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Ask Us Anything About Year-End Fundraising

Published by Nathan Hill

Questions from NextAfter Institute Members

In this ask me anything post, I’ll answer a few questions submitted by members of the NextAfter Institute about year-end fundraising.

Let’s get going…

Question #1 – How should I use a video in my year-end fundraising?

We have a video appeal coming in from the cast of an A-list television show. How do we best use this in our year-end digital marketing?

Marc

Whoah. Super cool!

I don’t have a definitive answer here for the absolute best way to position this video. But I can tell you what we’ve learned about video and share a few ideas that come to mind on ways you might leverage it.

First off…here’s what we’ve learned about videos in fundraising.

In all of our experimentation testing videos in emails, donation pages, and landing pages – we have never seen a video lead to an increase in giving. In fact, one recent video experiment found that replacing the video with text actually led to a 527% increase in conversions.

I’d use caution if thinking about placing this video directly on a donation page.

But that raises a new question…if not on a donation page, how do you use the video?

Ideas for utilizing video

We’re now venturing away from what we know based on testing into what I think based on experience.

Using it in an email

You might consider using the video in an email this season without a direct donation appeal – or at least without the expectation of people giving directly from that email.

Tell some of the story of the video in the copy of your email and invite subscribers to watch the video on a landing page. You might even post the video within a blog where readers can get more context to how your organization is making an impact and why this TV show cast cares so much about it.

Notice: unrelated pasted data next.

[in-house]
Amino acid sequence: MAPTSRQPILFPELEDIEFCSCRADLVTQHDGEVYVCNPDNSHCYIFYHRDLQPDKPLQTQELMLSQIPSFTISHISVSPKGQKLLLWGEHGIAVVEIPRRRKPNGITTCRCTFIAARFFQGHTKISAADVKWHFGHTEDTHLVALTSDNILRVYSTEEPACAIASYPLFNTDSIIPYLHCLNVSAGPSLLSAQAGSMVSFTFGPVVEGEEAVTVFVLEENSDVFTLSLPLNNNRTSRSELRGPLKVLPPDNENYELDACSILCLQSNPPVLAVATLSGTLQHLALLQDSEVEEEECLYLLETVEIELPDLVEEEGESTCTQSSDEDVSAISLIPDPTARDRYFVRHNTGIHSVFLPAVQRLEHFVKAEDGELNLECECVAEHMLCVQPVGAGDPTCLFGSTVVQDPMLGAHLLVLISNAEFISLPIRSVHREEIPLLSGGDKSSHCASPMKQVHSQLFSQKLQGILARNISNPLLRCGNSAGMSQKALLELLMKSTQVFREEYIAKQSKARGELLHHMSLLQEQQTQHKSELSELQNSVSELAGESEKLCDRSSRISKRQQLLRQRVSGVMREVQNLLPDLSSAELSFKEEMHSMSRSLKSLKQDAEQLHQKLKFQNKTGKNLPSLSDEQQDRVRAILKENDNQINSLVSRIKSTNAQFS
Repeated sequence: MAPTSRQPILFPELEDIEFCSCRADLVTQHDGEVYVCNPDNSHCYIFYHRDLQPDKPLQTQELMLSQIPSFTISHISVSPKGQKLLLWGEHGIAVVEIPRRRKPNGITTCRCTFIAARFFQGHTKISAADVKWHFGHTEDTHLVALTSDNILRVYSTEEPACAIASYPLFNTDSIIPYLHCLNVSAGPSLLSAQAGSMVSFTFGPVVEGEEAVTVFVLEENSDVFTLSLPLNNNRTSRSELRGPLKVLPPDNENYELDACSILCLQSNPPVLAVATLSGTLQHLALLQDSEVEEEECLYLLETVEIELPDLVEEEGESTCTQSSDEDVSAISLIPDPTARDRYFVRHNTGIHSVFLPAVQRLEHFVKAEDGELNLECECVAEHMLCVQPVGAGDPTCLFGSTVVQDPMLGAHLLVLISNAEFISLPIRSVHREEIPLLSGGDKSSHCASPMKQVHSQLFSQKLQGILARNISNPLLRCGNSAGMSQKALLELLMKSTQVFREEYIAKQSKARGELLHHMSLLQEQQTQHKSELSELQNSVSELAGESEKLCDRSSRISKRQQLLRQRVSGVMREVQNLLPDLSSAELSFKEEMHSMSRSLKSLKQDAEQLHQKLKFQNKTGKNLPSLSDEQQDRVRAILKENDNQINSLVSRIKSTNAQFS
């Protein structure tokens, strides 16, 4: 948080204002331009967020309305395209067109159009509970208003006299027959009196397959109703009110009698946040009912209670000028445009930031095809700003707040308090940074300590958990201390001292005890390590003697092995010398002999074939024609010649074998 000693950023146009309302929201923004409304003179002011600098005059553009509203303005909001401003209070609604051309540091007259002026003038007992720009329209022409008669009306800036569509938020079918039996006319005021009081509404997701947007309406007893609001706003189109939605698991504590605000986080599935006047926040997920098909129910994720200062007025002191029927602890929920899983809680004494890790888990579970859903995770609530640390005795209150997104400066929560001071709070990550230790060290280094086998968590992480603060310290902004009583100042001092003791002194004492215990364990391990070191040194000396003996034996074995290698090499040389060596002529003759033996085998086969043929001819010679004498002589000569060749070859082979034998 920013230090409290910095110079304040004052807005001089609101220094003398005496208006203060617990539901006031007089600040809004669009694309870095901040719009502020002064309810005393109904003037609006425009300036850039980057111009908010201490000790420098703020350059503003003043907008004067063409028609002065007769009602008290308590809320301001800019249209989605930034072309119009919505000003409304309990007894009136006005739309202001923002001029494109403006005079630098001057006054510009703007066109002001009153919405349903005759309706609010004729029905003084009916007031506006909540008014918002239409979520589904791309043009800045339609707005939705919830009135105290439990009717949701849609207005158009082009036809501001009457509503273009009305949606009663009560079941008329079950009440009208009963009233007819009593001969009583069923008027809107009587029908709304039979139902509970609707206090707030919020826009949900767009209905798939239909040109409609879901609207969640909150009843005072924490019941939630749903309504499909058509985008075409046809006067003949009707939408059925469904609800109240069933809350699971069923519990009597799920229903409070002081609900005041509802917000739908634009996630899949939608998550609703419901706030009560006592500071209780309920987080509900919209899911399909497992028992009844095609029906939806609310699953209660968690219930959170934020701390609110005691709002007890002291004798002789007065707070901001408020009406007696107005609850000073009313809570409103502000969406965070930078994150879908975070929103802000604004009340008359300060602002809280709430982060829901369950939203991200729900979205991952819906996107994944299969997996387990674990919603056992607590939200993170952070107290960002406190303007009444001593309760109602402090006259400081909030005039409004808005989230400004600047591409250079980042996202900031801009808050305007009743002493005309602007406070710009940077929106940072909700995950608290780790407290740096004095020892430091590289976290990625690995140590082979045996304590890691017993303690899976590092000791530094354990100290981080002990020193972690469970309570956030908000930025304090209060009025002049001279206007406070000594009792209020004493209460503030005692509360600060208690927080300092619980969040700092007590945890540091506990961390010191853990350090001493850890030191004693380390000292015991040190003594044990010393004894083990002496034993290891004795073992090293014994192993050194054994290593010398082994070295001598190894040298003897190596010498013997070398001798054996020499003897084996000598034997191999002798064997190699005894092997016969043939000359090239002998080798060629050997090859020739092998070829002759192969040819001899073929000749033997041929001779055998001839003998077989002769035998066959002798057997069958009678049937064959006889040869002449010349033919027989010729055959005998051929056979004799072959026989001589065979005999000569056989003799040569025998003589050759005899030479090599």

And then send a follow-up email a couple days later with a direct donation appeal. You might test using a text-quote from some of the cast on the donation page as a reminder to visitors about the video they had watched.

But make sure that text quote sits in the right column next to the form. You can see our recommended campaign donation page layout here.

Using it on social

I’m no social media expert. But this certainly seems like a video that would be worth creating a dedicated social media plan for.

We don’t typically see organic social media as a primary driver of conversions and donations. But it may serve as a cultivation and primer for your followers – and increase the likelihood of them giving to a direct appeal later in the season.

Consider putting this video in a blog post as mentioned above, putting some ad spend behind it to ensure that it reaches the right people, and track (as best as is possible) the impact that these ads have on someone’s likelihood of giving later.

We’ve seen this type of branded ad strategy be highly effective. In one case, showing branded ads about the impact of giving increased donations by 196%.

Question #2 – Should we send a year-end postcard?

Have other stations incorporated postcards into their year-end fundraising, and, if so, did their results differ from using letters for year-end?

Susan

I don’t have a direct postcard example from a broadcast organization – but we have seen highly personalized postcards be incredibly helpful in priming donors to give later on.

Here’s an example from a higher-ed organization who has utilized a postcard in their year-end fundraising.

In this experiment, they wondered if a hyper-personalized thanksgiving post card could increase giving. The goal was not to get a bunch of donations from the post card itself, but rather to express gratitude for donors in a personal way and prime them for a donation appeal coming later in the season.

They split their donor file in half. The first half received the normal flow of year-end communications without a postcard. The other half received the same communication, but also got a personalized post card around thanksgiving.

The post card had their name on the front, and thanksgiving message inside, and a URL to watch a video from the organization’s president talking about thanksgiving and expressing gratitude for donors.

At the end of the year-end season, they saw that people who received the post card were 204% more likely to donate to the year-end campaign because they had been primed and cultivated.

Year-End Postcard Experiment